Banks, credit card companies, and other businesses are aggressively pushing consumers to receive their monthly statements electronically, but the report warns that these efforts can create more harm than good for consumers.

Paper Statements: An Important Consumer Protection by National Consumer Law Center attorneys Chi Chi Wu and Lauren Saunders focuses on the importance of preserving access to this vital form of communication for consumers who want paper statements and records.

“Paper statements may seem old-fashioned, but consumers have good reasons to continue receiving them,” noted National Consumer Law Center Chi Chi Wu. “Paper has its advantages.”

The report notes that millions of Americans — particularly lower-income, less educated, older, and households of color — are on the other side of the “digital divide,” lacking home broadband Internet access. According to a recent Pew Research study:


  • 59 percent of households with incomes under $20,000 and 53 percent of those with less than a high school education do not have home broadband Internet access. Even those with access may have older computers, slow connection speeds, or may lack a printer or money to afford expensive ink to print statements.
  • About half of Hispanics (50 percent) and African Americans (46 percent) lack access to home broadband Internet.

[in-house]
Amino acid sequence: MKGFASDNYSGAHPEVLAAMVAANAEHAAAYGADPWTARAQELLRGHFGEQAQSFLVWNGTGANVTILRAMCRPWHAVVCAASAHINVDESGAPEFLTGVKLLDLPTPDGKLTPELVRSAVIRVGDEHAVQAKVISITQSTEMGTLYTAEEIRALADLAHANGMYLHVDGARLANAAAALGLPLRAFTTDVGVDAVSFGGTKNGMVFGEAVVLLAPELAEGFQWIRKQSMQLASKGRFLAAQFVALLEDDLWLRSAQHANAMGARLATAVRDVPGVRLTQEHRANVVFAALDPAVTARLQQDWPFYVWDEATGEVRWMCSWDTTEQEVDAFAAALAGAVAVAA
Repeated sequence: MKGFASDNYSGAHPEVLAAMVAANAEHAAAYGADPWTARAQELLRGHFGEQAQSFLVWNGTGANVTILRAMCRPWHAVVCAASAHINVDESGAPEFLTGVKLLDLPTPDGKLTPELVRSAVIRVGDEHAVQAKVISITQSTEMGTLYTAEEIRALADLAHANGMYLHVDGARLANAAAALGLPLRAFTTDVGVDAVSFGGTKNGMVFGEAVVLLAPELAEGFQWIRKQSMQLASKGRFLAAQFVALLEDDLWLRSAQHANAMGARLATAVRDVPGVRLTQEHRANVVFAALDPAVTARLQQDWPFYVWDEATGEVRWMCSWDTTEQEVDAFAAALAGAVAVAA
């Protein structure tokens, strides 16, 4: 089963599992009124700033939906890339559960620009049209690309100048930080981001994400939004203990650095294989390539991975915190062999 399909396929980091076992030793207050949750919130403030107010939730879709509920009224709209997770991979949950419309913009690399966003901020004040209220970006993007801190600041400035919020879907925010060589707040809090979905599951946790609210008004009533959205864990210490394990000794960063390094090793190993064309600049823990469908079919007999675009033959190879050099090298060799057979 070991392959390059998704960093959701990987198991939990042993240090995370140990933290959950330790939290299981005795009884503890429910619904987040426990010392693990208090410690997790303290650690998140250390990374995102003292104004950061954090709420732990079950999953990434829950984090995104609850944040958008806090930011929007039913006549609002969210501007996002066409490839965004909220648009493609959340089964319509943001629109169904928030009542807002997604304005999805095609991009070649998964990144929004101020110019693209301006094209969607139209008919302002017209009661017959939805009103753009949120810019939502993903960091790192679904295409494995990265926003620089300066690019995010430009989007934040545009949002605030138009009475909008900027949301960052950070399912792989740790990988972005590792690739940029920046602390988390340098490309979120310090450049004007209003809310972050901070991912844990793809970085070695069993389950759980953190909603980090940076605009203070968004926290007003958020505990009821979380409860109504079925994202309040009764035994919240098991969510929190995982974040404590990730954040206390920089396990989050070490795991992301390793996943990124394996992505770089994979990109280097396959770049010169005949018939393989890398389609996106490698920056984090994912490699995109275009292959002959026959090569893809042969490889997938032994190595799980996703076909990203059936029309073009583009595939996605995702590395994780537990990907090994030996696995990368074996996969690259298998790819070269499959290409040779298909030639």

• Over half (55 percent) of Americans 65 years or older lack home broadband Internet. Even if they have access, older consumers may be less comfortable with electronic statements or find them risky. Paper statements can be critical for family members who are trying to piece together financial records for an older consumer who is incapacitated or has passed away.


The report also notes that mobile devices aren’t a substitute to home computers because of their smaller size and formatting and unsuitability for record keeping.


Even computer-savvy consumers may prefer paper as electronic statements are easy to overlook due to email overload. Consumers may value a physical mail piece as a record-keeping tool and reminder to pay. The report cites studies showing that consumers prefer paper when a payment is due upon receipt, and warns that electronic statements might cause consumers to miss payments.


Electronic statements create barriers for consumers to access vital information because it takes effort to remember the task, find the free time, go to the correct webpage, remember their password, and download the document – as opposed to simply opening an envelope, according to the report.

A December 2015 study by the Consumer Financial Protection Bureau found that over half of consumers who opted for electronic credit card statements are not opening or reviewing these statements and concluded that consumers who are “opt-outs [of paper statements] are for the most part opting out of reviewing their statements entirely.” Paper also provides a more permanent record – if statements are saved on a hard drive, computers can crash or become outdated.


Finally, the report calls on the CFPB to protect consumers’ right to get paper statements by prohibiting banks and credit card lenders from:


  • making electronic statements the default choice;
  • compelling consumers to consent to electronic statements by making it a condition of a product or condition of web access; or
  • charging a fee for paper statements that are required by federal law.

“Paper versus electronic should be the consumer’s choice,” stated Lauren Saunders, associate director at the National Consumer Law Center. “Banks and credit card lenders should not push consumers into electronic statements with fees or coercive measures.”